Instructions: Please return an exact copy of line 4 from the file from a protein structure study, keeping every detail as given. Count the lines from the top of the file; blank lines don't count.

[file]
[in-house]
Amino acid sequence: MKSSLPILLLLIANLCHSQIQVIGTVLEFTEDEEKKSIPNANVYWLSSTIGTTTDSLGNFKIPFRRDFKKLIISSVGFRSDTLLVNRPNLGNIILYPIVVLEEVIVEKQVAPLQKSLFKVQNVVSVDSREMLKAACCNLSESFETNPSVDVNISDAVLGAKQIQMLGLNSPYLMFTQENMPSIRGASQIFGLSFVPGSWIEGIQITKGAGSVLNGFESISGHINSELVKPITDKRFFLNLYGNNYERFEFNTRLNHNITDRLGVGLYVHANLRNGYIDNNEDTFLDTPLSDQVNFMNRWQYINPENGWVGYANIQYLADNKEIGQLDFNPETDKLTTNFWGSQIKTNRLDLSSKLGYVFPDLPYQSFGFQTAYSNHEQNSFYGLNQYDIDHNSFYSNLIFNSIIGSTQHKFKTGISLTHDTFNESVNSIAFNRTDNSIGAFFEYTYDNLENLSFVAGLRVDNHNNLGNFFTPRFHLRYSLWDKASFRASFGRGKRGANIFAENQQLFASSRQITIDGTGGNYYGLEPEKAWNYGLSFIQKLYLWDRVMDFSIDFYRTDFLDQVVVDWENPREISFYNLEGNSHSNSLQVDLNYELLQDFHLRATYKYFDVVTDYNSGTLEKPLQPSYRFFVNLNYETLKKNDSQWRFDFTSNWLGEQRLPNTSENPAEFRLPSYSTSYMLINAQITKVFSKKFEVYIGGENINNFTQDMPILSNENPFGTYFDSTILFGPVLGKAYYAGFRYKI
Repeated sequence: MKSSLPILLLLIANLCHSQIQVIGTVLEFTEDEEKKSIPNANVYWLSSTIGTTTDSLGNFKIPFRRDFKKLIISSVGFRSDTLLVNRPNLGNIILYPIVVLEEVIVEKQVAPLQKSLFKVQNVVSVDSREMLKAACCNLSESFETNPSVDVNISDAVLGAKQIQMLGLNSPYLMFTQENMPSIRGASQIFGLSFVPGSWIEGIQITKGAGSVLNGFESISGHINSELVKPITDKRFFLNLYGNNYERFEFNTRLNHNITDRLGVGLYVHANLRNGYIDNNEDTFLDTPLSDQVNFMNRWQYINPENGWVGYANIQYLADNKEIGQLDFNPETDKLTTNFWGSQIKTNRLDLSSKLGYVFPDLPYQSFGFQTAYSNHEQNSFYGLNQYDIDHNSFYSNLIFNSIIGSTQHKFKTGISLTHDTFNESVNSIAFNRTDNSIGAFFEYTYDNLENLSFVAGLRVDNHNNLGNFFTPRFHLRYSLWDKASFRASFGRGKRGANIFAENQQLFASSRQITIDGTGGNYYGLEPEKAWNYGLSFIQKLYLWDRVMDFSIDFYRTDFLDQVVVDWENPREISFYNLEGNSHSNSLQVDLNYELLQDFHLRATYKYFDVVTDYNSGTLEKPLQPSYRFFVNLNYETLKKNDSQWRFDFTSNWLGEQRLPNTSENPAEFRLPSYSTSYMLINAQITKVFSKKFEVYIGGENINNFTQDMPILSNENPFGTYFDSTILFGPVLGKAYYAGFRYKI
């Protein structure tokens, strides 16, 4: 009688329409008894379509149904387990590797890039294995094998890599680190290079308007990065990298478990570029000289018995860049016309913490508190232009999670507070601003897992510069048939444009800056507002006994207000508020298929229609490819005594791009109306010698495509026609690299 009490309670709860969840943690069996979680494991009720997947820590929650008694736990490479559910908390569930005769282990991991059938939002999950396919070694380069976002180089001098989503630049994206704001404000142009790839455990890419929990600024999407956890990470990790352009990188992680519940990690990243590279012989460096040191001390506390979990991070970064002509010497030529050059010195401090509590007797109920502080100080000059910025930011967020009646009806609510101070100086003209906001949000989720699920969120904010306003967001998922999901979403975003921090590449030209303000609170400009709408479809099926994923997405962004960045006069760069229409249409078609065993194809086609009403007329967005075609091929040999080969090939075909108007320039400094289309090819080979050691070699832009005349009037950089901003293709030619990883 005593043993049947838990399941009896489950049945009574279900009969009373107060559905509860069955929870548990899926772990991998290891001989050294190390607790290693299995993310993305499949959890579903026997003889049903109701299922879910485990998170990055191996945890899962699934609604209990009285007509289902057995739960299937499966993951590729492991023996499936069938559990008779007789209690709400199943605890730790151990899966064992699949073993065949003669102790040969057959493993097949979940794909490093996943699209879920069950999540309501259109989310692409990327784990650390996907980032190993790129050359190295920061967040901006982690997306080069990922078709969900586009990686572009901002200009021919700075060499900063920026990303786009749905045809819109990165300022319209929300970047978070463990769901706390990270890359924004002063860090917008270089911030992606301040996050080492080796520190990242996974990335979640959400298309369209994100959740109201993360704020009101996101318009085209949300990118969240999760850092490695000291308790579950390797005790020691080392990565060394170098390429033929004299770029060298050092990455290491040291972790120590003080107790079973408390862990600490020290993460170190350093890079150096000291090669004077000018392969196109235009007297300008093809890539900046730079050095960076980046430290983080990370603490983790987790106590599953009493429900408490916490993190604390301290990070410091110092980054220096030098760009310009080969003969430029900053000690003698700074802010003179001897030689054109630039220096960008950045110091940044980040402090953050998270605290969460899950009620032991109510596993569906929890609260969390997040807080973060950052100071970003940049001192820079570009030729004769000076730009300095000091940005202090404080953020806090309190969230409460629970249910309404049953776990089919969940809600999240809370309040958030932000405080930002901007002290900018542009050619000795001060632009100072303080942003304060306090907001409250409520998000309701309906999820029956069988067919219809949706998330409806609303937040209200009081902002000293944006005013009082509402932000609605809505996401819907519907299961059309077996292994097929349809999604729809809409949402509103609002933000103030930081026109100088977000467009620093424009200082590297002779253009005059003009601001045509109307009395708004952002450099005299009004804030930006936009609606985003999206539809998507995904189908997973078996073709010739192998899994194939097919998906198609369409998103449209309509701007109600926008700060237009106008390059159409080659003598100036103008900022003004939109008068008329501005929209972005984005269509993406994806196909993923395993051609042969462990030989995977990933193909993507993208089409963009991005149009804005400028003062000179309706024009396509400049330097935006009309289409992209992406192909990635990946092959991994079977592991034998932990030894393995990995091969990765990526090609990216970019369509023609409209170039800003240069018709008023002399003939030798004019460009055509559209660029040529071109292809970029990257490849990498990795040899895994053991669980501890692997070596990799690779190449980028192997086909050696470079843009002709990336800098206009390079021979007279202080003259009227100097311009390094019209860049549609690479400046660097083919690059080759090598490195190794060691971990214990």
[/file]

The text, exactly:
């Protein structure tokens, strides 16, 4: 009688329409008894379509149904387990590797890039294995094998890599680190290079308007990065990298478990570029000289018995860049016309913490508190232009999670507070601003897992510069048939444009800056507002006994207000508020298929229609490819005594791009109306010698495509026609690299 009490309670709860969840943690069996979680494991009720997947820590929650008694736990490479559910908390569930005769282990991991059938939002999950396919070694380069976002180089001098989503630049994206704001404000142009790839455990890419929990600024999407956890990470990790352009990188992680519940990690990243590279012989460096040191001390506390979990991070970064002509010497030529050059010195401090509590007797109920502080100080000059910025930011967020009646009806609510101070100086003209906001949000989720699920969120904010306003967001998922999901979403975003921090590449030209303000609170400009709408479809099926994923997405962004960045006069760069229409249409078609065993194809086609009403007329967005075609091929040999080969090939075909108007320039400094289309090819080979050691070699832009005349009037950089901003293709030619990883 005593043993049947838990399941009896489950049945009574279900009969009373107060559905509860069955929870548990899926772990991998290891001989050294190390607790290693299995993310993305499949959890579903026997003889049903109701299922879910485990998170990055191996945890899962699934609604209990009285007509289902057995739960299937499966993951590729492991023996499936069938559990008779007789209690709400199943605890730790151990899966064992699949073993065949003669102790040969057959493993097949979940794909490093996943699209879920069950999540309501259109989310692409990327784990650390996907980032190993790129050359190295920061967040901006982690997306080069990922078709969900586009990686572009901002200009021919700075060499900063920026990303786009749905045809819109990165300022319209929300970047978070463990769901706390990270890359924004002063860090917008270089911030992606301040996050080492080796520190990242996974990335979640959400298309369209994100959740109201993360704020009101996101318009085209949300990118969240999760850092490695000291308790579950390797005790020691080392990565060394170098390429033929004299770029060298050092990455290491040291972790120590003080107790079973408390862990600490020290993460170190350093890079150096000291090669004077000018392969196109235009007297300008093809890539900046730079050095960076980046430290983080990370603490983790987790106590599953009493429900408490916490993190604390301290990070410091110092980054220096030098760009310009080969003969430029900053000690003698700074802010003179001897030689054109630039220096960008950045110091940044980040402090953050998270605290969460899950009620032991109510596993569906929890609260969390997040807080973060950052100071970003940049001192820079570009030729004769000076730009300095000091940005202090404080953020806090309190969230409460629970249910309404049953776990089919969940809600999240809370309040958030932000405080930002901007002290900018542009050619000795001060632009100072303080942003304060306090907001409250409520998000309701309906999820029956069988067919219809949706998330409806609303937040209200009081902002000293944006005013009082509402932000609605809505996401819907519907299961059309077996292994097929349809999604729809809409949402509103609002933000103030930081026109100088977000467009620093424009200082590297002779253009005059003009601001045509109307009395708004952002450099005299009004804030930006936009609606985003999206539809998507995904189908997973078996073709010739192998899994194939097919998906198609369409998103449209309509701007109600926008700060237009106008390059159409080659003598100036103008900022003004939109008068008329501005929209972005984005269509993406994806196909993923395993051609042969462990030989995977990933193909993507993208089409963009991005149009804005400028003062000179309706024009396509400049330097935006009309289409992209992406192909990635990946092959991994079977592991034998932990030894393995990995091969990765990526090609990216970019369509023609409209170039800003240069018709008023002399003939030798004019460009055509559209660029040529071109292809970029990257490849990498990795040899895994053991669980501890692997070596990799690779190449980028192997086909050696470079843009002709990336800098206009390079021979007279202080003259009227100097311009390094019209860049549609690479400046660097083919690059080759090598490195190794060691971990214990």